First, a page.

[0109] In an example, the toggle parameters may be selected from the attributes found in bid request metadata and may include handset operating system, device ID applications and sites, ad format, ad size, location carrier Wi-Fi/GPS, user lists, session depth, and the like. Once a toggle parameter has been selected, it may further be classified into a plurality of features, such as the specific items that are toggled. For example, for handset toggle, the parameters may- include such as for iPhone 6.0, for ad size 300x350, dimensions may be specified, and the like. The toggle parameters may be toggled based on their attributes, using the labels provided in the filters component 204. Some of the toggle parameters may be defined as below.

[0110] In an example, a session depth may be defined as the amounts of ads that have been seen by a system in a given time frame, such as a minute, a fraction of an hour, an hour, a day, or the like, such as by the SaaS platform 100.

[0111] In an example, settings may be defined as ways of setting anything new that comes into the system.

[0112] In an example, forecasting may be defined as what is available and what are toggles being set for. [0113] In an example, a location may define specific countries for toggle. For example, a user may set a toggle that may specify that from all of Europe they want X amount of traffic, for the US, the want Y amount, and the like.

[0114] In an example, size may define traffic as percentages or a slice of what is available for a particular constraint.

[0115] In an example, an ad format may define the types of ads that can be sent for some requests. For example, some requests may only take a banner, others may take video, rich media, native or interstitial (full page ads), and the like.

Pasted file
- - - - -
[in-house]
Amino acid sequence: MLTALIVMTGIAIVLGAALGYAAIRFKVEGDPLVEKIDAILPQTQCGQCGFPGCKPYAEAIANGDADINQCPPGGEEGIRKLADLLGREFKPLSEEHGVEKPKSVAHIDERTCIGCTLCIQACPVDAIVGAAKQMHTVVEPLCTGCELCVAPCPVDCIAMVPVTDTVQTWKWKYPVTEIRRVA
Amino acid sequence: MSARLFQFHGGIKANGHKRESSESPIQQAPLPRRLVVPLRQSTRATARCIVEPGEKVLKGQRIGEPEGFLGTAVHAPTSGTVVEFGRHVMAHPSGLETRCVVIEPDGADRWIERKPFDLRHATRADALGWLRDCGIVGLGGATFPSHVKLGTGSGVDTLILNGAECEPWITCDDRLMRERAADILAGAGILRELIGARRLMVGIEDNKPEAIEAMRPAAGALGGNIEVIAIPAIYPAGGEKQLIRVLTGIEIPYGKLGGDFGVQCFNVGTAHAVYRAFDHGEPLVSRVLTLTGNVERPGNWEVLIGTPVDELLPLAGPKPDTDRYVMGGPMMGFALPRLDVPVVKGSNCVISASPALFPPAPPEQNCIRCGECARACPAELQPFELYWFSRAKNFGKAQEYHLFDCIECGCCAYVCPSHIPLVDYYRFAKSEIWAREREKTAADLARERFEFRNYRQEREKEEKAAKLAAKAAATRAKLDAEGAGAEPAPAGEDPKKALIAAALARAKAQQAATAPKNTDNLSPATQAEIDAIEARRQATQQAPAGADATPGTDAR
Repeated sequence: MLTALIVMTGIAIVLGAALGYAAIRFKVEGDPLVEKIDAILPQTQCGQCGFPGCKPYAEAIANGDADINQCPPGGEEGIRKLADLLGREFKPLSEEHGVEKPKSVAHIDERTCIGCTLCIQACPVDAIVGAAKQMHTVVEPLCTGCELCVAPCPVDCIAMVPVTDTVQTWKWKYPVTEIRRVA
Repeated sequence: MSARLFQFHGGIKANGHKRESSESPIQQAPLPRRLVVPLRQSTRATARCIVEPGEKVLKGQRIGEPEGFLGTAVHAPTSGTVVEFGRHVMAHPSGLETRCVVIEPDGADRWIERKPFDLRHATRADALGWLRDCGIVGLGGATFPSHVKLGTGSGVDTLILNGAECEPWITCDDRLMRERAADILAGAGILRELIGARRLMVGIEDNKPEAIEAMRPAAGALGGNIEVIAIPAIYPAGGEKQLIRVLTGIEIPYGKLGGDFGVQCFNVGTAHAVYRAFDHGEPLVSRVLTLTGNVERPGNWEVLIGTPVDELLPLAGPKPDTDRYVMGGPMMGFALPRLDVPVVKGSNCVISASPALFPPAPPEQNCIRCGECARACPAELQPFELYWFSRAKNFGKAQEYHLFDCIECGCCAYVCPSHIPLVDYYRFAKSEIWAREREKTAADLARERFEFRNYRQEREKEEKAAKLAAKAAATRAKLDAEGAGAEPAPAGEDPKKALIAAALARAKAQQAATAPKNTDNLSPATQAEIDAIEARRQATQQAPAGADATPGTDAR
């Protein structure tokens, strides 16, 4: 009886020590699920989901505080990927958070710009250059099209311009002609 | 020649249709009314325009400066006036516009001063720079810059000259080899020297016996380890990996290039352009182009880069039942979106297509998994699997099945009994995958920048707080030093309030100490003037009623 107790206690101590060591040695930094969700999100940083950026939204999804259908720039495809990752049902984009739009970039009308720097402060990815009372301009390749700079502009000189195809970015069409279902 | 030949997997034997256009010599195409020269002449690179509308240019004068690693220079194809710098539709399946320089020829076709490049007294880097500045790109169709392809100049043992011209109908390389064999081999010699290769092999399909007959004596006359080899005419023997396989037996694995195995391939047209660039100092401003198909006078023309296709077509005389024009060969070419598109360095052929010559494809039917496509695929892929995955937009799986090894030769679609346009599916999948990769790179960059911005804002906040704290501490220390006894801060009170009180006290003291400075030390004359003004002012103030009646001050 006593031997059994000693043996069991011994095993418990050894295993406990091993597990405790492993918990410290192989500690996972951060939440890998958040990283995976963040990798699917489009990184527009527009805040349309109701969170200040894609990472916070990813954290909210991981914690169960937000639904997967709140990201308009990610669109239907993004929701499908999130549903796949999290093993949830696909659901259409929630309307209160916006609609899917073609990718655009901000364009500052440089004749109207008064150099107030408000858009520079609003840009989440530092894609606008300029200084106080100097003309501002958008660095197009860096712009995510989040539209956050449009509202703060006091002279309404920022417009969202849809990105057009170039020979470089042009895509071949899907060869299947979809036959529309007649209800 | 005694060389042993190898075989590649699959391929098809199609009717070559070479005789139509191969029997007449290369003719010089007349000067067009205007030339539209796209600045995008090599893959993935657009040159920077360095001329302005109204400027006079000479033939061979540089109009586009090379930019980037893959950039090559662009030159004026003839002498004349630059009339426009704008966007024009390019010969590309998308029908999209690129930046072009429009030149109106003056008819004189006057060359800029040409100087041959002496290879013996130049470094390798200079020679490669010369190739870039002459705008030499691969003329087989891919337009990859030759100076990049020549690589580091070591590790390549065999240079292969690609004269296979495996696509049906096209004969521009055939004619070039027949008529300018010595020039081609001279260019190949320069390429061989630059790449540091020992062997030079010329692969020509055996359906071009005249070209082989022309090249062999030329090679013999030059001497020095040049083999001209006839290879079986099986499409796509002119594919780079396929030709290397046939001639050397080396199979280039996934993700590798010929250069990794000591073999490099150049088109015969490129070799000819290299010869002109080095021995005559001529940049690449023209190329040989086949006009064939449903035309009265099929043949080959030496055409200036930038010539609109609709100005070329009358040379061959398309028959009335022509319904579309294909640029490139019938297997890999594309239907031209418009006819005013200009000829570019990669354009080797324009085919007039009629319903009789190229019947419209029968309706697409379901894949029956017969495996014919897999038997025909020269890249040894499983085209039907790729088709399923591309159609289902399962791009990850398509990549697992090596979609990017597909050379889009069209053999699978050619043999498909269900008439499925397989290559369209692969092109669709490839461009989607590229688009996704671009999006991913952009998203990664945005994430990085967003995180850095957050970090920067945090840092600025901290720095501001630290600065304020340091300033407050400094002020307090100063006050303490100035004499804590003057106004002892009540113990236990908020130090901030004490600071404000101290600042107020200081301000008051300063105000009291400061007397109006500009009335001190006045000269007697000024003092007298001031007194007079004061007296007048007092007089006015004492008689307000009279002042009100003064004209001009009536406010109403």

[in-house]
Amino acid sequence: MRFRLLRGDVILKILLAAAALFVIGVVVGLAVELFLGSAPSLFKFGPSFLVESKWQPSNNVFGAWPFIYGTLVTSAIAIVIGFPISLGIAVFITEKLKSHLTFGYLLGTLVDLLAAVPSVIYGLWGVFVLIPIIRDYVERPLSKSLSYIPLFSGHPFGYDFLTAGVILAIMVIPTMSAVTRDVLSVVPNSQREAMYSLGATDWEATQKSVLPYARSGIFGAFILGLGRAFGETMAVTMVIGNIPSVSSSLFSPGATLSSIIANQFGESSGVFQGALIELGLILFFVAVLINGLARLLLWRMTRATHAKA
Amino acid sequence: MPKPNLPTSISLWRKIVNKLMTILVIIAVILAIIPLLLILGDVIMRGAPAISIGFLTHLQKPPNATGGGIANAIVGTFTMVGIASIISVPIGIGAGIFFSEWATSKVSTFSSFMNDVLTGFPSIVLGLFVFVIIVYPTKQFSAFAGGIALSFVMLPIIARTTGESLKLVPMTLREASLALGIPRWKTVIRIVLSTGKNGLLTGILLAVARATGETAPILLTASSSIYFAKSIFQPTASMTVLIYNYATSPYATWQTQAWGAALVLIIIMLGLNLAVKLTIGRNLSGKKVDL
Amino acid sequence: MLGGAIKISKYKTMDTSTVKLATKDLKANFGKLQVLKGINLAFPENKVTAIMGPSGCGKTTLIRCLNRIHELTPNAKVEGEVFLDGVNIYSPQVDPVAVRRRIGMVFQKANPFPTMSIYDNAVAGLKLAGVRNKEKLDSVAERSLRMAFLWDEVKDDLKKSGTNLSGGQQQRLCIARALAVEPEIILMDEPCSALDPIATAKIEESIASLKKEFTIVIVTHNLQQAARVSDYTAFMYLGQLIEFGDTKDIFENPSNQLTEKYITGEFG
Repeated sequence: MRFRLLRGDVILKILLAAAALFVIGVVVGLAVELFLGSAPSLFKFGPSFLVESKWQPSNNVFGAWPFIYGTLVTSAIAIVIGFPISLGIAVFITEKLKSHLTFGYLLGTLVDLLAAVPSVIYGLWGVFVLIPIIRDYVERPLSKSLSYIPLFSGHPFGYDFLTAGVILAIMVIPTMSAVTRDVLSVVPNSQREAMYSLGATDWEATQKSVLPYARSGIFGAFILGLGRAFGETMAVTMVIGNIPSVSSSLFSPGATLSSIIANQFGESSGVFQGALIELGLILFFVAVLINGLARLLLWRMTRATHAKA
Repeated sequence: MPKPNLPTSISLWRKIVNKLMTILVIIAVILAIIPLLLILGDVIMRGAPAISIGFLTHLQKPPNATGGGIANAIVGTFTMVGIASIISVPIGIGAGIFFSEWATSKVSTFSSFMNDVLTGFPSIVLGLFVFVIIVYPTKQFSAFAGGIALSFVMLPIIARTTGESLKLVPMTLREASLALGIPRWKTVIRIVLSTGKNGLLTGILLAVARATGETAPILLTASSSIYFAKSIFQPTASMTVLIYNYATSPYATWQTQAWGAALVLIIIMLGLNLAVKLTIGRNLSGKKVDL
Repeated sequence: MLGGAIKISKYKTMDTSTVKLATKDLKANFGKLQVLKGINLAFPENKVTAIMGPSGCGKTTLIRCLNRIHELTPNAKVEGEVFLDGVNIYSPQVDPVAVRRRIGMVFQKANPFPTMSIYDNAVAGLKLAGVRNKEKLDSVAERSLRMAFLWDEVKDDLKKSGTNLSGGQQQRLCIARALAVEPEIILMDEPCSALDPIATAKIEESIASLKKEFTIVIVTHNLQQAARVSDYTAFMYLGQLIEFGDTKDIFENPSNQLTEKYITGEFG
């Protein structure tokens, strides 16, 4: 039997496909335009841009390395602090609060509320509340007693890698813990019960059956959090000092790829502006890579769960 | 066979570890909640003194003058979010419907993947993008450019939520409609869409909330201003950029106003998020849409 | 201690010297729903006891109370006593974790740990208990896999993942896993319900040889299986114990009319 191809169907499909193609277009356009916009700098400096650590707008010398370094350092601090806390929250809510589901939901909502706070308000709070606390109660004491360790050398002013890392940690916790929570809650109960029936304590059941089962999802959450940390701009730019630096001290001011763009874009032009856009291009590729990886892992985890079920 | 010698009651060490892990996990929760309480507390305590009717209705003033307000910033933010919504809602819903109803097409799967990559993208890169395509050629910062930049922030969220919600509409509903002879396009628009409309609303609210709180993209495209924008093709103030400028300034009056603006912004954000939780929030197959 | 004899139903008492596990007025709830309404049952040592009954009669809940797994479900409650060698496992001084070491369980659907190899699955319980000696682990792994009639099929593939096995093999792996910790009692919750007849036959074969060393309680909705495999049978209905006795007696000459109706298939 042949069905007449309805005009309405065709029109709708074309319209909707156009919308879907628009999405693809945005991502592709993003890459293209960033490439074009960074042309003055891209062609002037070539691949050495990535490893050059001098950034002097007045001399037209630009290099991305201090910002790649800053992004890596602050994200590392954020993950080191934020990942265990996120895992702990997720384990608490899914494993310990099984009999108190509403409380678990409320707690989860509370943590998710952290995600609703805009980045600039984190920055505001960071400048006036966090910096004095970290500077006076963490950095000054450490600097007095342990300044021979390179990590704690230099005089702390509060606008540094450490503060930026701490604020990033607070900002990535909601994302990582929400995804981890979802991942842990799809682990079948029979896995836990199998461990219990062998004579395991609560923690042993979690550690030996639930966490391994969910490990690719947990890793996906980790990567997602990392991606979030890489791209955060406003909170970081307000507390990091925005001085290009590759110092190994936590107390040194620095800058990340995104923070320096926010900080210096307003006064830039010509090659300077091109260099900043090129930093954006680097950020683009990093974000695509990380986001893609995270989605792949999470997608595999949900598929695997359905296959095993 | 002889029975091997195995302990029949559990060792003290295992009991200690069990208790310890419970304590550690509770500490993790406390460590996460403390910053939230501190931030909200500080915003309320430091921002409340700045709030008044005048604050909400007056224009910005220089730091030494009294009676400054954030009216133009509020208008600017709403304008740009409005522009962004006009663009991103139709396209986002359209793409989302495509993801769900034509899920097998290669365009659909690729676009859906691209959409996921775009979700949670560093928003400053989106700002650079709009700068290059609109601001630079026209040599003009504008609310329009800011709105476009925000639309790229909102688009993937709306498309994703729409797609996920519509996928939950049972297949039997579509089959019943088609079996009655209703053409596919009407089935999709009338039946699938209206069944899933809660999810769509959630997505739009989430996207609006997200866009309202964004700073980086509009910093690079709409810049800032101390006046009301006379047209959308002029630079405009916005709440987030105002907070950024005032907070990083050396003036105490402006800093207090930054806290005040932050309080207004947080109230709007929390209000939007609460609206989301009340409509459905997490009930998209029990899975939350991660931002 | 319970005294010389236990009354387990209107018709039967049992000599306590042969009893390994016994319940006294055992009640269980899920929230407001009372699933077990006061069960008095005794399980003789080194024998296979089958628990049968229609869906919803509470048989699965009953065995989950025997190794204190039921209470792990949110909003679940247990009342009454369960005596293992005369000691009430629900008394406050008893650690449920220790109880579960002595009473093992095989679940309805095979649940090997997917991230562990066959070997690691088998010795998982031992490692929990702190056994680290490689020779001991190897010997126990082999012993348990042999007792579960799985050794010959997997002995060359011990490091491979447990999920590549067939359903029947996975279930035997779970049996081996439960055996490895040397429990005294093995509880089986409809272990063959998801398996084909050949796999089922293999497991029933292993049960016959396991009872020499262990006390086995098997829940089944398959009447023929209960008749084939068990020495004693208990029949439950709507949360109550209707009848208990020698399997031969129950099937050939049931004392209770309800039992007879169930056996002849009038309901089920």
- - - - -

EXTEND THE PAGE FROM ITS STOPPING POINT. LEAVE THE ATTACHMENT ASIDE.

[0116] In an example, apps may specify that traffic may be routed based on the application.

[0117] In an example, a device ID may define such as if the device is Apple or Android ID, or the like.

[0118] In an example, an operating system may specify different versions of the operating system. The toggles may enable a user to target traffic for each version in the right percentage.

[0119] In the example of Fig. 2, the filters component 204 may include a plurality of labels such as features 240, % toggle 242, total available traffic 244, toggled traffic 246, and actual traffic 204e. The labels of the filters component 204 may enable a specific value for each of the different attributes of each of the toggle parameters. For example, the feature label may help a user to select a specific feature of the toggle component. Such as for the toggle parameter handset, the feature label may include different types of handsets, such as Samsung, Motorola, iPhone, and the like. The traffic for each feature may be toggle based on a range specified by the % toggle 242 label. Further, the labels total available traffic 244, toggled traffic 246, and actual traffic 204e may display the actual volumetric measurements for the traffic that may have been toggled. As discussed previously, the ranges of the toggled traffic may either be set manually by the user of the Visual Lil 200 or may be set automatically using state-of-the-art machine learning algorithms.

[0120] For example, a user of the SaaS platform 100 may specify 1 % of China traffic, 100% of iPhone traffic, 25% of 320x50 traffic, and the like. But, the overall traffic is controlled so that it does not exceed the max QPS value, which may be specified by the user or set automatically in the Max QPS field 220. In an example, a feature may be blacklisted by setting a toggle value of 0%. Thus, the overall system may allow buyers to specify the traffic characteristics at a very detailed level by providing a large number of configurations for the toggle parameters, including allowing single toggle parameters or combinations of toggle parameters. [0121] The configurations of the toggle parameters may be managed in such a way that the Visual Lil 200 provides complete control and transparency to all the sections of users, be it the plurality of DSPs 104 or the plurality of RTB ad exchanges 102. While each of the plurality of RTB ad exchanges 102 may be able to define inventory allocation rules and gain insights into DSP inventory needs along with utilization and fill rate, each of the plurality of DSPs 104 may be able to view available inventory and set rules for which traffic to let through from each supply source.